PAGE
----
CoffeeBeer >> Pint Pleasures >> Previous Beer Columns >> Earl Grey
The Earl Grey, 35 The Old High Street, Folkestone, Kent
|In 2001 Alan and Alison Rose left the the Earl Grey which was taken over by a brewery manager. In 2009 the Earl Grey closed and is now a Big Boy Burger Barn.|
So many pubs are closing these days it's almost a miracle when one actually reopens. This happened when the Earl Grey opened its doors after having been closed for months due to a fire. Situated near the top of Folkestone's narrow cobbled Old High Street, the Earl Grey has been completely renovated by new owners Alan and Alison Rose. Whereas the old pub was reportedly dark, claustrophobic, and rather rough, the new pub is bright and airy with a nice fresh atmosphere, featuring a dark wood floor and pleasant tables with views looking out onto the street. The place imparts an inviting, relaxing feeling on a sunny day. This is how I'd picture the ideal seaside pub: uniquely British but sunlit and with a slightly Continental feel to it. A large horseshoe bar wraps around the center with plenty of space for patrons, making this a perfect pub for conversation. And the barstools have backs, too, which I always appreciate.
New landlord Alan takes his real ale very seriously. Although the Shepherd Neame pub serves only two real ales at the moment -- Master Brew (3.7% ABV) and Spitfire (4.5% ABV) -- Alan plans to offer the occasional seasonal as well. For now his Master Brew and Spitfire are spot on, satisfying in every way. And this in the heart of Folkestone's pedestrian precinct -- what a rare find!
Along with a small wine list there's a nice-looking food menu. So far my companion and I can highly recommend the cheeseburger and the broccoli Stilton quiche, both served with refreshingly inspired salad garnishes; unfortunately the quiche is not a regularly on the menu yet. The Earl Grey also offers not only three choices of tea (Assam, Darjeeling, and, surprisingly, Earl Grey), but also a good cup of coffee. I have to admit a pub is the last place in the world, like your old-fashioned family restaurant, where I would ever think about ordering a cup of coffee. But the secret is in the quality -- Kent Roasters Colombia/Costa Rica -- and in the strength. Alan and Alison actually make their coffee strong enough to satisfy even coffee snobs like myself. But then this isn't my coffee column, so don't let me get distracted...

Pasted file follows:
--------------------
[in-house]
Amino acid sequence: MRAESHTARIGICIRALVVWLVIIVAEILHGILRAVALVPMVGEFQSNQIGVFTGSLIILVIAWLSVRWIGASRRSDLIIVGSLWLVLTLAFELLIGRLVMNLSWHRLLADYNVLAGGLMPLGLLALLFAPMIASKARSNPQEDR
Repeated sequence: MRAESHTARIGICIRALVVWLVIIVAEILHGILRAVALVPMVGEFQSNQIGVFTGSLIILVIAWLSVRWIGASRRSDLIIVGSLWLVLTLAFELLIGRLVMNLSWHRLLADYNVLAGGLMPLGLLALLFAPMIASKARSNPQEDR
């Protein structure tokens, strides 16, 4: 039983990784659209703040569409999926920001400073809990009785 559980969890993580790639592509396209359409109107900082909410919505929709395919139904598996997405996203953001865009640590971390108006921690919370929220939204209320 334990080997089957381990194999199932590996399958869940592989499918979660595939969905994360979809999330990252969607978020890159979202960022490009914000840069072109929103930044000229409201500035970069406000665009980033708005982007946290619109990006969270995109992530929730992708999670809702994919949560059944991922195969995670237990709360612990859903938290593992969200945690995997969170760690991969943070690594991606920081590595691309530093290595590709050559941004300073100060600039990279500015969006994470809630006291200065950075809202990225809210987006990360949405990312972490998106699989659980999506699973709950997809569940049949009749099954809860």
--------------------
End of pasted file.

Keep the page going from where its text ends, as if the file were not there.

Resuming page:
Back to the ambience: the Earl Grey is a cacophony-free pub in that it has no jukebox or pool tables. The only sound is faint background music (which Alan refuses to turn up for anybody) and the conversation of the customers. There is one fruit machine in the place, but it sits placidly back in the snug bar with the sound turned off. At first the only other item in the back bar was a wonderful rug in the center of the floor which depicted an aerial view of a village with its streets, so you could pretend to drive with your feet through the roundabouts while drinking your beer. Unfortunately the family has taken this rug back upstairs, because I think it could have been useful as a test to ensure drinkers a safe drive home home after their pint. Ah, well...since the back bar isn't finished yet, perhaps something equally inspired will take the place of the rug.
One thing you don't have to worry about at the Earl Grey is troublemakers. In Alan's previous career as a London policeman he had to deal with all sorts of rowdy types, so he won't stand for anything which would detract from the enjoyment of his customers. So if you want to cause any trouble, I'd suggest you head over to the Pullman or somewhere else. Leave the Earl Grey and the nearby Guildhall for us sociable types who like to drink their real ale free from the fear of drunken abuse and bodily harm.
In case you're wondering, the Earl Grey was named not after the tea but after the man the tea was named after, Charles Grey, one of Britain's most popular Prime Ministers. Apparently not only did his Reform Act change the country's democratic system, but he also did a lot for stopping the slave trade in the British Empire. The tea was a gift from a Chinese Mandarin the Earl once rescued.
What any of this has to do with the Folkestone pub I really can't tell you. I do know the pub has been called the Earl Grey since 1837. And I also know that Charles Dickens once complained about walking up the street the pub is on because he'd catch the heels of his shoes in the cobblestones. Was this because of those chic but impractical spike heels he may have been wearing on the sly? Or because leaving the Earl Grey after a few pints made it difficult to avoid those nasty altercations with the pavement?
I think if Charles Dickens were to walk into the Earl Grey today I'd probably offer to buy him a drink, but only if he promised to behave himself...
|Earl Grey Updates
(Last updated 16th April 2001)